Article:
Patient gender was evaluated for treatment recommendations regarding surgical therapy for lung cancer. Gender-neutral vignettes representing low-risk, average-risk, and high-risk candidates for lung resection were paired with concordant videos of standardized patients (SPs). Cardiothoracic trainees and practicing thoracic surgeons read a vignette, provided an initial estimate of the percentage risk of major adverse events after lung resection, viewed a video (randomized to male or female SP), provided a final estimate of risk, and ranked the importance of the video in the final risk estimate. There was a significant difference between male and female physicians in the absolute change in estimated risk with male physicians having larger changes than female physicians. Differences in estimating complication risk for lung resection candidates are related to physician and patient gender that may create inequities in treatment recommendations. Read the research article in the Annals of Thoracic Surgery here.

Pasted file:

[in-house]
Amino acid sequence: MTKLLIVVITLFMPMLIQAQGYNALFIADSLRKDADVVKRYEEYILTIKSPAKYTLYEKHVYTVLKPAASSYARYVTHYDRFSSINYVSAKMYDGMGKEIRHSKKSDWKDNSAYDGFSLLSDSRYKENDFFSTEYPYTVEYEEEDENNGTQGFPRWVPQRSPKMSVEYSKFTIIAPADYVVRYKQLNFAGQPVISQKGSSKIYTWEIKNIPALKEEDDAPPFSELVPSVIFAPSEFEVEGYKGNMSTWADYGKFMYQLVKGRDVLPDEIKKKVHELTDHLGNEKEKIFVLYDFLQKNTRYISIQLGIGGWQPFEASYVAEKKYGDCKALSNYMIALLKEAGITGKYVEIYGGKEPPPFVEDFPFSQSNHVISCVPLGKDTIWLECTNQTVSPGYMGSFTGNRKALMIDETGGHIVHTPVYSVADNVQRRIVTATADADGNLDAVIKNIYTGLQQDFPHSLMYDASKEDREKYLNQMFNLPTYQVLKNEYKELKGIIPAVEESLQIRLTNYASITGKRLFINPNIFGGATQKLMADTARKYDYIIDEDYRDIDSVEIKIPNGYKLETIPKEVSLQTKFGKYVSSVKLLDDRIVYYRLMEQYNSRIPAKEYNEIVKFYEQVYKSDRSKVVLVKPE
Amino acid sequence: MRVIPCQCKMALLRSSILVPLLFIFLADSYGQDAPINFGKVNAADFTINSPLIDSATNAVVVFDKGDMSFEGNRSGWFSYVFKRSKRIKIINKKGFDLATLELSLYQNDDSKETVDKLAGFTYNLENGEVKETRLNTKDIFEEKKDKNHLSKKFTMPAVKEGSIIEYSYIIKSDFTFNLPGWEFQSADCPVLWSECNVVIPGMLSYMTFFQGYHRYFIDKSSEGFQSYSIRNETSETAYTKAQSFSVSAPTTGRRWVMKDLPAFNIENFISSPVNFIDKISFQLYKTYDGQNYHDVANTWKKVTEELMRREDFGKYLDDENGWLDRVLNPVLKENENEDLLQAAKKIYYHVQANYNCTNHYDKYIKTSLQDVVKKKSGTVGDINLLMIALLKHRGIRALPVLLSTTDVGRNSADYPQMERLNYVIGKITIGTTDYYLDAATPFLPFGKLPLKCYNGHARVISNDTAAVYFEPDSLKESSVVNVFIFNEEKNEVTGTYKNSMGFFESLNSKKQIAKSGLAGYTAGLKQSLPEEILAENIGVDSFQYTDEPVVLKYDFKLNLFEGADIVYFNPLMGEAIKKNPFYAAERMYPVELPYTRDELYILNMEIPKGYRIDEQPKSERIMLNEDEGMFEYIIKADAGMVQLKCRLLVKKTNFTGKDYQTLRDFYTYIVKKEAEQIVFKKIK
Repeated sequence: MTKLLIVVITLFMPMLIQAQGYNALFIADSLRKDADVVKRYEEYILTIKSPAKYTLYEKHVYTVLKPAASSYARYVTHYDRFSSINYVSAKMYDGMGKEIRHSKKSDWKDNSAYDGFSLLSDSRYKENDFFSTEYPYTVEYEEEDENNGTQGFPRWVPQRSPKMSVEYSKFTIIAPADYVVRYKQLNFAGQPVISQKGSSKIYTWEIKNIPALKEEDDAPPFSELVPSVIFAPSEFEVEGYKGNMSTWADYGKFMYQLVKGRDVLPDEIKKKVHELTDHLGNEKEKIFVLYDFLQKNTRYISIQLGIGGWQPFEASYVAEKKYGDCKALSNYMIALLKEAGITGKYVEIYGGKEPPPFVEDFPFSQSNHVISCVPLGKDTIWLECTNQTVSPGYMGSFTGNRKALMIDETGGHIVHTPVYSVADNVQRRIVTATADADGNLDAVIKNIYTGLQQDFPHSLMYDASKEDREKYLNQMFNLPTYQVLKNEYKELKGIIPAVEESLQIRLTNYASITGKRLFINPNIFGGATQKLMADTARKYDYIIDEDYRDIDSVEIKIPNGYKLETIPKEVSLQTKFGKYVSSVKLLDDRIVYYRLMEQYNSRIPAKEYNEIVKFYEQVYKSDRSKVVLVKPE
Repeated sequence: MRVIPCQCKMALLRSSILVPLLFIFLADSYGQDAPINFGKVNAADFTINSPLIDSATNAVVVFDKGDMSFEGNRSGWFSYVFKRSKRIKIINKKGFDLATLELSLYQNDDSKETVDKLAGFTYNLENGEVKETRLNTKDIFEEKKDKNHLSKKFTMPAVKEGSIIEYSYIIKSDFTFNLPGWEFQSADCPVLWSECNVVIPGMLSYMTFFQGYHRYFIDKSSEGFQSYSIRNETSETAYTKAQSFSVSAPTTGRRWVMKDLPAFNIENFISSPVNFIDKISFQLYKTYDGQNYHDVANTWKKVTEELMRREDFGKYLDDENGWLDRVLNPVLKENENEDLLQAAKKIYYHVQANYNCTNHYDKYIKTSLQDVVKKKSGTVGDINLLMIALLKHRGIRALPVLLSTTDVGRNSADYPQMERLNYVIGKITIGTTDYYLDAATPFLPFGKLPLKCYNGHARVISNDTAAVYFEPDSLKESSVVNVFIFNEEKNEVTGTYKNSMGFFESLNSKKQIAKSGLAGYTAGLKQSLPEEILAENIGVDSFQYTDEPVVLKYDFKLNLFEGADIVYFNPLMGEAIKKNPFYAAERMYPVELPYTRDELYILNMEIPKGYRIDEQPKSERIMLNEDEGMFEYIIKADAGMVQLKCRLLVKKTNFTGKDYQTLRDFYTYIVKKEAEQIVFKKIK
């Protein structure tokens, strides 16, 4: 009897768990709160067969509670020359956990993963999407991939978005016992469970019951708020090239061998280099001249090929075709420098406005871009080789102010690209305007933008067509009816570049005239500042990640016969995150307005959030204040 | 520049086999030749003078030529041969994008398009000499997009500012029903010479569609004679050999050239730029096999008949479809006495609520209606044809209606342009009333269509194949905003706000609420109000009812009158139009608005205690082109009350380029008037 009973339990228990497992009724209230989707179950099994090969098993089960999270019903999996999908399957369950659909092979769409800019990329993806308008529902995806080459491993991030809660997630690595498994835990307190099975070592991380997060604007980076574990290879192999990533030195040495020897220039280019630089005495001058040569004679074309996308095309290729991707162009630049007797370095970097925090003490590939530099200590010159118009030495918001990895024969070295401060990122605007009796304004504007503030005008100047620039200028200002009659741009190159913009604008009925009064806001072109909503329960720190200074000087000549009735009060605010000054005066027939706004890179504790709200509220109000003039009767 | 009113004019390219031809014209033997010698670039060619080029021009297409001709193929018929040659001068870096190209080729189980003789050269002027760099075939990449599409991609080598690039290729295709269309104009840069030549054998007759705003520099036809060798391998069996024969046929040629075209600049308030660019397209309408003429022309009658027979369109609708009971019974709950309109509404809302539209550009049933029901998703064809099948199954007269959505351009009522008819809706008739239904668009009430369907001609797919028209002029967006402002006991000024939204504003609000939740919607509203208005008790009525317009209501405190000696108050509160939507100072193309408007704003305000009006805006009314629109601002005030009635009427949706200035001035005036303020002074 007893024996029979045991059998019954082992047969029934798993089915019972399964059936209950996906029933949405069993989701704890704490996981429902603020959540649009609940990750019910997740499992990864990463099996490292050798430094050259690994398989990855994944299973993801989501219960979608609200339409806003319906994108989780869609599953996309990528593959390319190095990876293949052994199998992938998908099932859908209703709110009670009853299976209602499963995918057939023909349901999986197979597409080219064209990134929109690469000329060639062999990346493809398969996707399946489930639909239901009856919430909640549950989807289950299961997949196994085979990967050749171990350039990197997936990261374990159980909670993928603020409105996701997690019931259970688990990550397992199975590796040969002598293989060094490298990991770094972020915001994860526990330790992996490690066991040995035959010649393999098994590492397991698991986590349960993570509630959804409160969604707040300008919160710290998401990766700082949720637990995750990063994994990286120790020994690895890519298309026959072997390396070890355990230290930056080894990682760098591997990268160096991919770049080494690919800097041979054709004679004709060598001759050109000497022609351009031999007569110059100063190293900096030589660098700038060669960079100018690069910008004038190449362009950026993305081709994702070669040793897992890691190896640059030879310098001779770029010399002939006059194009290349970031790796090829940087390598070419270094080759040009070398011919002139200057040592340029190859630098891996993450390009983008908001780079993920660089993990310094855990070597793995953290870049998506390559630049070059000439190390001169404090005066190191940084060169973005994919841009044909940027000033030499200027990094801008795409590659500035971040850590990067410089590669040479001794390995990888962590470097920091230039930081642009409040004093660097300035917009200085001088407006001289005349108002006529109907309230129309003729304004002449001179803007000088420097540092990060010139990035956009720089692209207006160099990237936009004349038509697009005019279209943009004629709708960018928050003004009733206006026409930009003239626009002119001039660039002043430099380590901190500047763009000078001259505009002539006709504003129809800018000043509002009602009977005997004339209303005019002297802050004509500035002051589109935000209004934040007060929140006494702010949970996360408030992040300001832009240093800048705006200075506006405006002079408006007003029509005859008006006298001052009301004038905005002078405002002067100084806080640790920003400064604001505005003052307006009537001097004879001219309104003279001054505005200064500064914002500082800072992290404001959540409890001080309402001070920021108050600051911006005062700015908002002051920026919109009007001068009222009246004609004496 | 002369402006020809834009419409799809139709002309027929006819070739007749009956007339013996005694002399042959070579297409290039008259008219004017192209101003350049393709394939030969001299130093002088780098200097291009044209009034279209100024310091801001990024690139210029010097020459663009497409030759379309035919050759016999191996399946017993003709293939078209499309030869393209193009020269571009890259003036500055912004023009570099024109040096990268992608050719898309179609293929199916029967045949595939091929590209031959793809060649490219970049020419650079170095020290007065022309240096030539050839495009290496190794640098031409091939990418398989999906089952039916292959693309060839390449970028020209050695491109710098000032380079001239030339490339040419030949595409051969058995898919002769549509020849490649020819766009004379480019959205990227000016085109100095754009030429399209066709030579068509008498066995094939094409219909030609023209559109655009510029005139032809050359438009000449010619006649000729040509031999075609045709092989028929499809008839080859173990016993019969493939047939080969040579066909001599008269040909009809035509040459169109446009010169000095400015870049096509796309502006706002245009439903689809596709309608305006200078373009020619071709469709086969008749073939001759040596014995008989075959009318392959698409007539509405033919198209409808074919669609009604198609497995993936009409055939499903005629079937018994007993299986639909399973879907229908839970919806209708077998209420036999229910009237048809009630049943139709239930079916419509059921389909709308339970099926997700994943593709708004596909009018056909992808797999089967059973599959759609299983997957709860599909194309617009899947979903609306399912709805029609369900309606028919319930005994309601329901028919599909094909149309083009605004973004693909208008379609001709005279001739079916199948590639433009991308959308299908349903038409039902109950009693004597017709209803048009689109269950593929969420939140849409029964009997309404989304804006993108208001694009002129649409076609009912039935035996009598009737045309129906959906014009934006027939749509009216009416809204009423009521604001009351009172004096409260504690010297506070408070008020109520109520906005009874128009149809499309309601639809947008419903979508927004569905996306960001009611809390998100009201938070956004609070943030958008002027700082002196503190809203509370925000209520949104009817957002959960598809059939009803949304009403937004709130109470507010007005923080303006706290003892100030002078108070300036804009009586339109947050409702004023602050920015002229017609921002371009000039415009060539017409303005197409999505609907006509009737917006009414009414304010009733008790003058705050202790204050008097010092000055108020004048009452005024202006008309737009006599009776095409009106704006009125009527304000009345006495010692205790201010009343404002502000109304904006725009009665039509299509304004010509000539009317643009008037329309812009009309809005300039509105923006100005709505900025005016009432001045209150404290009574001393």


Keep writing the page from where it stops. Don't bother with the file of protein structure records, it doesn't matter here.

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Research Article: An Informed Consent Program Enhances Surgery Resident Education

Research Article: An Informed Consent Program Enhances Surgery Resident Education
Lead author: Sarah E. Koller MD
Submitted by: Janice Radway, Perelman School of Medicine at the University of Pennsylvania

At teaching institutions, informed consent for an invasive procedure is often obtained by first-year residents. However, trainees commonly do not receive formal instruction in this area before residency, relying on observation of other residents. The authors at Temple University created an informed consent educational program, which included a didactic component, a role-play about informed consent, and a simulation exercise using standardized patients. Residents became more confident in their ability to obtain informed consent after participating in this program. Read the full article in the Journal of Surgical Education  here.

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General Interest: UofL School of Medicine to Host IMPROV FOR CLINICIANS Clinic with The Second City

General Interest: UofL School of Medicine to Host IMPROV FOR CLINICIANS Clinic with The Second City
By: Rob Stein, NPR
Submitted by: Michael Maury, UCSD School of Medicine